As the holiday season approaches, North Florida anglers start thinking ‘specks’.

fishingreport-floridaAs the holiday season approaches, North Florida anglers start thinking ‘specks’.
As the water cools, speckled trout move into salty tidal creeks and rivers, while still also available on the shallower grass flats.  At the same time, freshwater fishers rig up for speckled perch (aka ‘crappie’) that notoriously go on an all-out feed as water temperatures drop.

This year, these expected seasonal bites seem a bit slow to really crank up; but the cold snap that will surely light a fire under the fresh and the salty specks has to be coming soon.

Lochloosa is one of the top area speckled perch lakes, and folks drifting little jigs and minnows in deeper, open water are often filling 25-fish limits.  Years ago, Cross Creek was a well-traveled waterway between Lochloosa and Orange Lakes.  With the creek open and plenty deep, boat traffic between the top-notch fishing lakes is again increasing.  Speck fishing on Orange is very good, but free-floating mats of vegetation still rule the fishing logistics here.  Folks looking to access Orange via the Cross Creek route—or from the boat ramp at Marjorie K. Rawlings Park—have learned to take keen notice of the wind direction.  Winds from the northeast and east tend to open access on this side of Orange, while west winds push the traveling islands in to plug it up.

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Gator Open bass tournament produced nice haul

bassmasters-of-gator-countryLast Saturday, the 37th Gator Open bass tournament arrived along with the start of Rodman Reservoir’s scheduled drawdown. Thirty-seven teams launched at Rodman’s Kenwood Landing to compete in the final Rodman tourney of the year. Finishing on top were Jason and Jerry Gutierrez — a remarkably consistent team on Rodman through the years.

The Interlachen team bagged five Rodman largemouths that totaled 19.20 pounds. Included in their nice limit was the contest’s largest single bass — a 5.76-pounder. Jonathan Nash and Richard Kingsbury finished second with a nice sack of fish weighing 18.56, Matt Fields and Tommy Manning took third with 17.26, and Jeff Davis and Wayne Moore claimed fourth with 16.91.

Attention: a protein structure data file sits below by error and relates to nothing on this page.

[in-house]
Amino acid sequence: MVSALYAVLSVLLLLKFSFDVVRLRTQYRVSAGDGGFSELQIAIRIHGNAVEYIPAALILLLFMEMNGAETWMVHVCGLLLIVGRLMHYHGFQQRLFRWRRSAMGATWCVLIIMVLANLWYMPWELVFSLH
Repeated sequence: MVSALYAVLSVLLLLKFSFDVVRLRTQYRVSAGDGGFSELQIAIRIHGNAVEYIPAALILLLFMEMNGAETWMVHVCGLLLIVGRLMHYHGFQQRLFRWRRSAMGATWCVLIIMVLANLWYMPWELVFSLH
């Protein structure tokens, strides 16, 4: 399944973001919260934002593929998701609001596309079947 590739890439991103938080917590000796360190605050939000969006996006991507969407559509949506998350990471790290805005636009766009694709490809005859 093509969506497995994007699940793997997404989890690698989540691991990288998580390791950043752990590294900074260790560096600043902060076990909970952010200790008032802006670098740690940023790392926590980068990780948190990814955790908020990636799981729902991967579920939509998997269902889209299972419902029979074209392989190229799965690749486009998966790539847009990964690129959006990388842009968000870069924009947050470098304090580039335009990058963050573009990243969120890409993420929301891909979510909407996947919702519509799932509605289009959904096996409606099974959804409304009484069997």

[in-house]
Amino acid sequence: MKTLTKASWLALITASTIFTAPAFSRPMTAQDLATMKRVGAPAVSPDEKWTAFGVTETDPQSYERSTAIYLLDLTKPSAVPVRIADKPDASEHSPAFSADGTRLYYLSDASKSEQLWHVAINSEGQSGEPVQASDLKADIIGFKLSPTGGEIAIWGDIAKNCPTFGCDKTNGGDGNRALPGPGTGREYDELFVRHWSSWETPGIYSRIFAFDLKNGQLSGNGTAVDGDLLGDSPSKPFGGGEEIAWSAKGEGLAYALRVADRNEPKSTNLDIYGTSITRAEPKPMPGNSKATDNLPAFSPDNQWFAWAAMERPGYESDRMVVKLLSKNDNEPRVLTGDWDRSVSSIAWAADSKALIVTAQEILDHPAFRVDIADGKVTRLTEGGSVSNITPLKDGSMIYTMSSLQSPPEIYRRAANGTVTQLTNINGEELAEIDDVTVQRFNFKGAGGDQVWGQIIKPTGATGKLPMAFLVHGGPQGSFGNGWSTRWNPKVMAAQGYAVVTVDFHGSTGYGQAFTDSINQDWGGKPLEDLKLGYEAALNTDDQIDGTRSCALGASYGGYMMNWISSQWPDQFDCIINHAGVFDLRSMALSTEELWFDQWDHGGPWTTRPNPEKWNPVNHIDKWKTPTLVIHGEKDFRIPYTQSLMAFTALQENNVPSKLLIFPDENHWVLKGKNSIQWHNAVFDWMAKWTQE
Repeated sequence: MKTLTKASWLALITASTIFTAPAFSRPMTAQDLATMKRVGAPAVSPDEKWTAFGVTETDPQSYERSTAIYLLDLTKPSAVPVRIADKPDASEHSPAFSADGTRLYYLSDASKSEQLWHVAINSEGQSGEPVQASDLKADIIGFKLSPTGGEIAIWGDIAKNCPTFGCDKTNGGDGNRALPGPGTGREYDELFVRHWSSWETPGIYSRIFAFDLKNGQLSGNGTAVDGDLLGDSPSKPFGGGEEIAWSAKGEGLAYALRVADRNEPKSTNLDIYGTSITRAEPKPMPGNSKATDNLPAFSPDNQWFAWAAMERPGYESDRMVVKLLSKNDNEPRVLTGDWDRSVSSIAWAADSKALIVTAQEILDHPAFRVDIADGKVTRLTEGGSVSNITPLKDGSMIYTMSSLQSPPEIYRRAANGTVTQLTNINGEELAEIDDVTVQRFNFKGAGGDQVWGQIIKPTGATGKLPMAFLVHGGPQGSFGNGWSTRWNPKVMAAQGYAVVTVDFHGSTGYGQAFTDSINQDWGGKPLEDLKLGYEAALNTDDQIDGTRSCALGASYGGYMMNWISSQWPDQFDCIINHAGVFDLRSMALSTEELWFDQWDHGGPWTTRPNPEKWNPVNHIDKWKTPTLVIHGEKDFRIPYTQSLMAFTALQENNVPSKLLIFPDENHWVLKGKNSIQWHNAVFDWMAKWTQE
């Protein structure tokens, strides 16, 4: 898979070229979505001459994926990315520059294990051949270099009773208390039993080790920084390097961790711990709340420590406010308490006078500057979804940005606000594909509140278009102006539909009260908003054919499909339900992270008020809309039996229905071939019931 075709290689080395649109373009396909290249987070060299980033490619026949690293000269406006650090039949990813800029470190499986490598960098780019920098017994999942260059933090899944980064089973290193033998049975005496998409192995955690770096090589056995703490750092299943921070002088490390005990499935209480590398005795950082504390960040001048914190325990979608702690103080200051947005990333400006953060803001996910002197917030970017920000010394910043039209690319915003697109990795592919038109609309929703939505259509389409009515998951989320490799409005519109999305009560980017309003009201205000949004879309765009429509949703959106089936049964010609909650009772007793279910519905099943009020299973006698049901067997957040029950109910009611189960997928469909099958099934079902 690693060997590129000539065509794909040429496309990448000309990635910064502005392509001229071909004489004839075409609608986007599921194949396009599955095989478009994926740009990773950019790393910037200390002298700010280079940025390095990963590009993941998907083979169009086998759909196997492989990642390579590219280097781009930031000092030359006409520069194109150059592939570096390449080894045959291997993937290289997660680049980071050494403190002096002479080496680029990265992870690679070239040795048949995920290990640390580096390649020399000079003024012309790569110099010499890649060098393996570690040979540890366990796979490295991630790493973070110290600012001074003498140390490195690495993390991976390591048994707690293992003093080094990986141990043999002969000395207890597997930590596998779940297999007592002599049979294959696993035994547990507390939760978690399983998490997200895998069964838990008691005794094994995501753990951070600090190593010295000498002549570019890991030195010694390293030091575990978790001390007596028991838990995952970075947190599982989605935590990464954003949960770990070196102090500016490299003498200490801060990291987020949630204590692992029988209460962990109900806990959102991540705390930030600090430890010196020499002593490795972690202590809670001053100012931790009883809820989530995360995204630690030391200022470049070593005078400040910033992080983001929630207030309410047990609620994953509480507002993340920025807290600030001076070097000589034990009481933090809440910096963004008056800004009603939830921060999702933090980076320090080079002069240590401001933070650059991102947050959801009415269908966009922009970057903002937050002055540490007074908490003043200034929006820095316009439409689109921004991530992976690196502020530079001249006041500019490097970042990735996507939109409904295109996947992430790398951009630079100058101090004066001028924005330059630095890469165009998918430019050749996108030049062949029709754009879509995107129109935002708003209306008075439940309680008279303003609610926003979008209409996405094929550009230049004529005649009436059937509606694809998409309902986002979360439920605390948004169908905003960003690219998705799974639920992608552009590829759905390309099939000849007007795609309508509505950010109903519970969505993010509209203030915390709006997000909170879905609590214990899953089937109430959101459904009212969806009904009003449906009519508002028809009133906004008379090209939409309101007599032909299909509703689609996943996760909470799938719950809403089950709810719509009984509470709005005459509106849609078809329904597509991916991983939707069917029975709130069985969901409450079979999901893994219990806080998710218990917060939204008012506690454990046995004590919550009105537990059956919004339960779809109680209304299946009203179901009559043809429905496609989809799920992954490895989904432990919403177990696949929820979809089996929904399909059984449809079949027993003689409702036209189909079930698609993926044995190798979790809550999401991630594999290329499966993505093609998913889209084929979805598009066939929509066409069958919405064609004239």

Typically done every three or four years to maintain the ecological health and productivity of the reservoir, Rodman will continue to fall until Nov. 15, when the reservoir, whose minimum normal level is 18 feet National Geodetic Vertical Datum, has fallen seven feet and arrived at 11 feet NGVD. At that time, temporary boat ramps are usually established along the Barge Canal cut at the Kenwood and Orange Springs access points. The drawdown will dewater abouty 50 percent of the lake. During the drawdown, Rodman’s black bass are protected. Effective 12:01 a.m. Nov. 1, “no person shall kill any black bass from Rodman Reservoir, Marion and Putnam Counties, or possess any black bass in or on such lake during the 2015-2016 Rodman Reservoir Drawdown Project.” The order continues, “This order shall expire 12:01 a.m. March 15, 2016 unless sooner repealed by subsequent order.”

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Speckled perch bite continues to build in freshwater

fishing-report14On a windier-than-ideal weekend, we wondered whether the conditions — or the fishing that had been excellent — would win out. As it turned out, catches were diminished a bit but intrepid anglers prevailed.

In gulf waters, it was the Spanish mackerel fishing that showed the biggest dropoff over the windy weekend. But that was due to the rough conditions rather than any shortage of fish. Nearer the mainland, anglers used any available windbreak to catch redfish and trout.

Nick and Sue Reed of Gainesville found a hot redfishing spot between Cedar Key and Suwannee. The Gainesville couple fished surface plugs and shrimp on a rising tide to haul in 18 reds of legal length, and they harvested two top-of-slot specimens measuring 26 and 26.5-inches.

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Area waters producing nice fishing haul

Photo by Ebyabe

Photo by Ebyabe

I can’t remember when I’ve seen the overall fishing landscape of North Florida looking more positive and promising. It’s tough to say whether fresh or saltwater enthusiasts have it better, but the biggest buzz this week came from the salty contingent.

Last week we reported that the fall run of Spanish mackerel along the Gulf Coast was apparently underway. Many fishing stories this week certainly confirmed that.

Members of the Gainesville Offshore Fishing Club have enjoyed excellent results through the last several days. Last Friday, Ken Knopf, Charlie Courtney and Allen Turner launched early at Cedar Key. They arrived on Seahorse Reef at around 9 a.m. to a nice sight — birds, baitfish and leaping mackerel. And right away, whether cast or trolled, their spoons drew steady strikes. “If it wasn’t a ladyfish,” said Courtney, “it was a Spanish.” The trio released more than 30 macks and kept 11 ranging in size from 2 ½ to 4 pounds. Before heading back to port, they rode out a bit deeper where a blue runner produced a nice kingfish pushing 20 pounds.

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